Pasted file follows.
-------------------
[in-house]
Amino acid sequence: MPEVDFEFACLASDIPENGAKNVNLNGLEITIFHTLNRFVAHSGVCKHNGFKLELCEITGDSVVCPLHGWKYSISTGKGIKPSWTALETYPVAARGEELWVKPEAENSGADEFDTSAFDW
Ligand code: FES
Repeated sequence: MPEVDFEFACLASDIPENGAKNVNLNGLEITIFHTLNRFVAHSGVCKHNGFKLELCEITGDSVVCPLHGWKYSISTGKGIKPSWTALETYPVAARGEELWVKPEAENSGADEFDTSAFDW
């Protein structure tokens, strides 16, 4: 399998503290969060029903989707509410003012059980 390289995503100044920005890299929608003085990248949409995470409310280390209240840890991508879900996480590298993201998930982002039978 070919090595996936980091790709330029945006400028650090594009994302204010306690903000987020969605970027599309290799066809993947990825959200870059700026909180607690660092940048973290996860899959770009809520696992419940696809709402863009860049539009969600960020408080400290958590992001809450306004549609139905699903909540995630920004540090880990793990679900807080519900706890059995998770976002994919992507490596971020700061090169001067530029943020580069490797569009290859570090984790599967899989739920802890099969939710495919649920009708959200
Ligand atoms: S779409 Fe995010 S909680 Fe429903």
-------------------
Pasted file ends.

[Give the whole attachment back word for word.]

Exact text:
[in-house]
Amino acid sequence: MPEVDFEFACLASDIPENGAKNVNLNGLEITIFHTLNRFVAHSGVCKHNGFKLELCEITGDSVVCPLHGWKYSISTGKGIKPSWTALETYPVAARGEELWVKPEAENSGADEFDTSAFDW
Ligand code: FES
Repeated sequence: MPEVDFEFACLASDIPENGAKNVNLNGLEITIFHTLNRFVAHSGVCKHNGFKLELCEITGDSVVCPLHGWKYSISTGKGIKPSWTALETYPVAARGEELWVKPEAENSGADEFDTSAFDW
């Protein structure tokens, strides 16, 4: 399998503290969060029903989707509410003012059980 390289995503100044920005890299929608003085990248949409995470409310280390209240840890991508879900996480590298993201998930982002039978 070919090595996936980091790709330029945006400028650090594009994302204010306690903000987020969605970027599309290799066809993947990825959200870059700026909180607690660092940048973290996860899959770009809520696992419940696809709402863009860049539009969600960020408080400290958590992001809450306004549609139905699903909540995630920004540090880990793990679900807080519900706890059995998770976002994919992507490596971020700061090169001067530029943020580069490797569009290859570090984790599967899989739920802890099969939710495919649920009708959200
Ligand atoms: S779409 Fe995010 S909680 Fe429903």